Press Release: New Federal Funding to Help MFEP

Primary Contact: Lorenzo Macaluso

413.218.1543 | Lorenzo.macaluso@cetonline.org

Secondary Contact: Emily Susan Gaylord, Marketing Manager
413.687.2132 (cell) | emily.gaylord@cetonline.org

 

FOR IMMEDIATE RELEASE:
New federal funding to help Mass. farms save energy and reduce operating costs
USDA funds support existing state and public utility funding through the Mass. Farm Energy Program

 

Farms and rural small businesses in Massachusetts seeking to reduce energy costs or install clean energy technologies have long relied on the Massachusetts Department of Agricultural Resources’ (MDAR) Massachusetts Farm Energy Program (MFEP) for funding and technical assistance.

Now, new funding from the United States Department of Agriculture will support the work of the MFEP. The USDA has awarded a $33,000 Rural Business Development Grant to the Center for EcoTechnology (CET), a non-profit based in Northampton, Mass., who partners with MDAR to manage the MFEP. The grant will be used  to provide timely information, funding request assistance, and technical assistance to rural farms that wish to improve their energy efficiency and reduce operating costs.

Read More»

Food Waste Initiative Creates Jobs in Massachusetts

To help businesses and institutions maximize recycling, reuse, and composting opportunities, the Center for EcoTechnology administers a program called  RecyclingWorksMA for the Massachusetts Department of Environmental Protection. The agency has just released a report highlighting the economic benefits in Massachusetts of food waste reduction initiatives. The following post, with a link to the report, was originally posted on the RecyclingWorksMA blog.

And continuing the theme of economic successes in the state that are linked to environmental and economic sustainability initiatives, the Mass. Clean Energy Energy just released it’s annual Clean Energy Industry Report, which describes significant growth in this sector over 2015!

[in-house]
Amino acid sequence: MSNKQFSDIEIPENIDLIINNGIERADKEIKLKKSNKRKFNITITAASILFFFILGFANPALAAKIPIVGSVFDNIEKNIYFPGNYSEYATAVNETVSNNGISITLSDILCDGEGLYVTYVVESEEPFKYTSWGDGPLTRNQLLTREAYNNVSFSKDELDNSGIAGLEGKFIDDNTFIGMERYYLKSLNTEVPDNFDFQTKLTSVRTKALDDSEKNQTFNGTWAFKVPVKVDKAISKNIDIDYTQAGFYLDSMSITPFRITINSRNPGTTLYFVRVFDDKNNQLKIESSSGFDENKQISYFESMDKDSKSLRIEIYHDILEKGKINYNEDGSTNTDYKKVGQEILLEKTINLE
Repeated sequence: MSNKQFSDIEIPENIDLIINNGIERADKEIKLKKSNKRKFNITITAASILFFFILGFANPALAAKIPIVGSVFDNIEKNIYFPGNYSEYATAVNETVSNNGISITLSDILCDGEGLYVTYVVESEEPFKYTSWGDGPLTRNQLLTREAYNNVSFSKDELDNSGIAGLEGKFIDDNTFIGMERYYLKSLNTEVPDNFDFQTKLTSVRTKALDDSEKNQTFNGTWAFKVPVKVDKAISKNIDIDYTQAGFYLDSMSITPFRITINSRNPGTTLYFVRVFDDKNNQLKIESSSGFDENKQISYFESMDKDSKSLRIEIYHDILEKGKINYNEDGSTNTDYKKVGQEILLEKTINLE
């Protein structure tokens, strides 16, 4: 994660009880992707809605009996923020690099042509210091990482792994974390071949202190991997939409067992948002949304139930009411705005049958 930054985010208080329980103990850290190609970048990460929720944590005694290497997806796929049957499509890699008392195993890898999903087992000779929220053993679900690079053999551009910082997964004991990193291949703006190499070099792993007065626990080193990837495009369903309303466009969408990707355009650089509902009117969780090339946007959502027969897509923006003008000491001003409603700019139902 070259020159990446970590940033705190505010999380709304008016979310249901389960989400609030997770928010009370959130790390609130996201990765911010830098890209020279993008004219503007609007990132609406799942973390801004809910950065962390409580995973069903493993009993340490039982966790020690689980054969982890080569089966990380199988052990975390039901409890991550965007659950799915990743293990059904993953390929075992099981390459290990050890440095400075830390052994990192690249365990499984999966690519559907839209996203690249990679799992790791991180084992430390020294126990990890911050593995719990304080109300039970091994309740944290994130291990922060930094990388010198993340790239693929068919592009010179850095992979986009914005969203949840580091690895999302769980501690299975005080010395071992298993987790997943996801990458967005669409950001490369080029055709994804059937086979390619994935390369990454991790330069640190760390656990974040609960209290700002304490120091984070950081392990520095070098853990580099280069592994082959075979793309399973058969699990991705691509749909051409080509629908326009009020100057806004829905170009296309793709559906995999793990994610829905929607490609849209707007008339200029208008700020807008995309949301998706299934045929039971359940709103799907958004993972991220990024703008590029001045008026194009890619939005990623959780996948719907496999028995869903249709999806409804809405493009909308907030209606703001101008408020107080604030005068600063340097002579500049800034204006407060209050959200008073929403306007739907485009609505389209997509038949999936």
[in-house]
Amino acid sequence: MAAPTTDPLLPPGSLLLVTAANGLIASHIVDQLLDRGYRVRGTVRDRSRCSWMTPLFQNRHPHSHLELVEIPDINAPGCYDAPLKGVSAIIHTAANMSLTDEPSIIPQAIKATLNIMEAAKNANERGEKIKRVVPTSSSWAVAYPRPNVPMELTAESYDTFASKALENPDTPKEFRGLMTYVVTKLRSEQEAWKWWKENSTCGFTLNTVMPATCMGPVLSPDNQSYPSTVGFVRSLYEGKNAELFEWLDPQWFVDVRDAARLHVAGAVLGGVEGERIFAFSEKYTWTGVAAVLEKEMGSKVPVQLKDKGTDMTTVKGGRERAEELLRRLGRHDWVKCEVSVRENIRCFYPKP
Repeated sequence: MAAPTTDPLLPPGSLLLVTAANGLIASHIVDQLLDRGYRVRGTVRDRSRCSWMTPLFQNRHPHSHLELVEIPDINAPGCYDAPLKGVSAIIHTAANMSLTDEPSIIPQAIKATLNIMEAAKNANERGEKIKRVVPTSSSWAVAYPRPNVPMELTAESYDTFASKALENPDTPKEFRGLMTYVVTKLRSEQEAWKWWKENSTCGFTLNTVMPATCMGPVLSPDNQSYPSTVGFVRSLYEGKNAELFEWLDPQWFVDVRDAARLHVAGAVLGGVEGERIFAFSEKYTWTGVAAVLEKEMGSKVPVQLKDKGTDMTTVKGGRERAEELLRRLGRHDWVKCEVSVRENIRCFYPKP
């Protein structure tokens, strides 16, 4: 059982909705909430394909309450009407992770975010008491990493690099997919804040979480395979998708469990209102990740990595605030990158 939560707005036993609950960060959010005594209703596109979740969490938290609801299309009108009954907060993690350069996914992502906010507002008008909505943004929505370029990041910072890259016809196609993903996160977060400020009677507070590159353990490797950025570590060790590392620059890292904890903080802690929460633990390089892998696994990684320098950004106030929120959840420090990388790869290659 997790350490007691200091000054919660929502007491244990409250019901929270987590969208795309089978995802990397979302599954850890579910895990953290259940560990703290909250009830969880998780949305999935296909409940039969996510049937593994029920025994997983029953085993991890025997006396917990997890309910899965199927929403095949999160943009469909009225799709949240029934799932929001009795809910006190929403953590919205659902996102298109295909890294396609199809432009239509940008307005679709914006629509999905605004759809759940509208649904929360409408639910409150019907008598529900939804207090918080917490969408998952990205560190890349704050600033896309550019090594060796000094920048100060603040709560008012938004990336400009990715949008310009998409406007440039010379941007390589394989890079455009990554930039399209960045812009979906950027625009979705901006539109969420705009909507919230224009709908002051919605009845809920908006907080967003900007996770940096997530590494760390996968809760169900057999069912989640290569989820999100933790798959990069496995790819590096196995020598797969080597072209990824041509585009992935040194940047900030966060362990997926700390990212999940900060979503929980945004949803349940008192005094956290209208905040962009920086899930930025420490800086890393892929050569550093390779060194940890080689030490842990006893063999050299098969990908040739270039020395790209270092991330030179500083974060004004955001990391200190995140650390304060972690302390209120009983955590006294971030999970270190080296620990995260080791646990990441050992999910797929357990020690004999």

Yesterday, December 22, the Massachusetts Department of Environmental Protection (MassDEP) released a new report highlighting the positive economic benefits of reducing food waste. This report studied the effects of the Massachusetts Commercial Food Waste Ban, which prohibits businesses and institutions that generate one ton or more of food waste per week from disposing of that waste in the trash. About 1,700 facilities such as universities, supermarkets, food processors, hotels, conference centers, and restaurants are subject to the ban. This ban, which went into effect in October of 2014, was the nation’s first requiring commercial entities to divert wasted food from disposal via donation, animal feed, anaerobic digestion, or composting.

Read More»

Massachusetts Department of Agricultural Resources Awards Energy Efficiency Grants

By Aliza Heeren, Marketing (High Performance Homes) Fellow

Earlier this month, the Massachusetts Department of Agricultural Resources (MDAR) awarded 28 grants to help farmers install renewable energy and energy efficiency projects through both the Agricultural Energy Grant and the Special Projects Grant. The Massachusetts Farm Energy Program (MFEP), which is administered by the Center for EcoTechnology, played a large role in assisting many of those farmers to complete their applications.